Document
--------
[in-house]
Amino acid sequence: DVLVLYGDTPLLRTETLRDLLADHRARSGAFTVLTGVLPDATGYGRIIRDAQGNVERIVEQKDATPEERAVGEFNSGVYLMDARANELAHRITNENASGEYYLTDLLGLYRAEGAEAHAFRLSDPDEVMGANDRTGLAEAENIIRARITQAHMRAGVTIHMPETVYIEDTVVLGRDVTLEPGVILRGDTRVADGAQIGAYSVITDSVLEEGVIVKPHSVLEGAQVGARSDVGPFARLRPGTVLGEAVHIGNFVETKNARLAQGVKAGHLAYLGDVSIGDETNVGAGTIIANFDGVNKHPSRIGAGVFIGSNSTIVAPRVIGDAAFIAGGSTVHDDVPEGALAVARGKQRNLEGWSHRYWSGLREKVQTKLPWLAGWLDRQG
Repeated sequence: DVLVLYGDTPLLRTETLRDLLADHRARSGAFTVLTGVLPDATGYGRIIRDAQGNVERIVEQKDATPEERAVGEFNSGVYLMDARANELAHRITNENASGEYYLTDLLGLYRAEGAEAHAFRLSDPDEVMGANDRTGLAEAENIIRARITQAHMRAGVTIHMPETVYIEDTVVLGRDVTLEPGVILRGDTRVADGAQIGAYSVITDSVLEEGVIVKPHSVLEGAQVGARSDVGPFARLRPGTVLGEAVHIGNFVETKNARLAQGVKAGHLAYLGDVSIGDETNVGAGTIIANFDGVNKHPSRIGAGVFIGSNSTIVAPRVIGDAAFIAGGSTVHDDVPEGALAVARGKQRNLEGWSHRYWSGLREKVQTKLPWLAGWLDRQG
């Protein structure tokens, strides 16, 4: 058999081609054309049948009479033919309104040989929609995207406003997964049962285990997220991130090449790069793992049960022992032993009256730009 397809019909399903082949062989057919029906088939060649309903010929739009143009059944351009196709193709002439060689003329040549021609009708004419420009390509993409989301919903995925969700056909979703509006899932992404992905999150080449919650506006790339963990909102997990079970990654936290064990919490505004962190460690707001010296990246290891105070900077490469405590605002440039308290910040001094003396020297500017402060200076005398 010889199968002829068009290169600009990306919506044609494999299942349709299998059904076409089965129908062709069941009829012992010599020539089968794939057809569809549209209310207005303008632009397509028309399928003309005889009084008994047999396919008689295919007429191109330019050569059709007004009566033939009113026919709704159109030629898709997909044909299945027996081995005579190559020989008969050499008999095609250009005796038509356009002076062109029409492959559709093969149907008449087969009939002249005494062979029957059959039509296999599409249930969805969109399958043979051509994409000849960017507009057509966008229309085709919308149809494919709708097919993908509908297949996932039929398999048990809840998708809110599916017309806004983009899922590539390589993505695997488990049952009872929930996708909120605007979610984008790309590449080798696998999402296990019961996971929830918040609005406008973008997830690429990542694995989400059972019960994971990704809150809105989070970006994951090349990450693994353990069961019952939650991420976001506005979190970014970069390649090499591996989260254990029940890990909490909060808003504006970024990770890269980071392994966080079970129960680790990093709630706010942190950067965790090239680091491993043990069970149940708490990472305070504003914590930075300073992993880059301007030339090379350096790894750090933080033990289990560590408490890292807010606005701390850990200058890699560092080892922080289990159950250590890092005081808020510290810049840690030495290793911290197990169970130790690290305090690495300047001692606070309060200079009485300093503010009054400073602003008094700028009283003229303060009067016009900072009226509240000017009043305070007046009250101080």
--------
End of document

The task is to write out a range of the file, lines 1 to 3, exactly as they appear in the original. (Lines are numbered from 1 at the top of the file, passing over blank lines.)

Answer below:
[in-house]
Amino acid sequence: DVLVLYGDTPLLRTETLRDLLADHRARSGAFTVLTGVLPDATGYGRIIRDAQGNVERIVEQKDATPEERAVGEFNSGVYLMDARANELAHRITNENASGEYYLTDLLGLYRAEGAEAHAFRLSDPDEVMGANDRTGLAEAENIIRARITQAHMRAGVTIHMPETVYIEDTVVLGRDVTLEPGVILRGDTRVADGAQIGAYSVITDSVLEEGVIVKPHSVLEGAQVGARSDVGPFARLRPGTVLGEAVHIGNFVETKNARLAQGVKAGHLAYLGDVSIGDETNVGAGTIIANFDGVNKHPSRIGAGVFIGSNSTIVAPRVIGDAAFIAGGSTVHDDVPEGALAVARGKQRNLEGWSHRYWSGLREKVQTKLPWLAGWLDRQG
Repeated sequence: DVLVLYGDTPLLRTETLRDLLADHRARSGAFTVLTGVLPDATGYGRIIRDAQGNVERIVEQKDATPEERAVGEFNSGVYLMDARANELAHRITNENASGEYYLTDLLGLYRAEGAEAHAFRLSDPDEVMGANDRTGLAEAENIIRARITQAHMRAGVTIHMPETVYIEDTVVLGRDVTLEPGVILRGDTRVADGAQIGAYSVITDSVLEEGVIVKPHSVLEGAQVGARSDVGPFARLRPGTVLGEAVHIGNFVETKNARLAQGVKAGHLAYLGDVSIGDETNVGAGTIIANFDGVNKHPSRIGAGVFIGSNSTIVAPRVIGDAAFIAGGSTVHDDVPEGALAVARGKQRNLEGWSHRYWSGLREKVQTKLPWLAGWLDRQG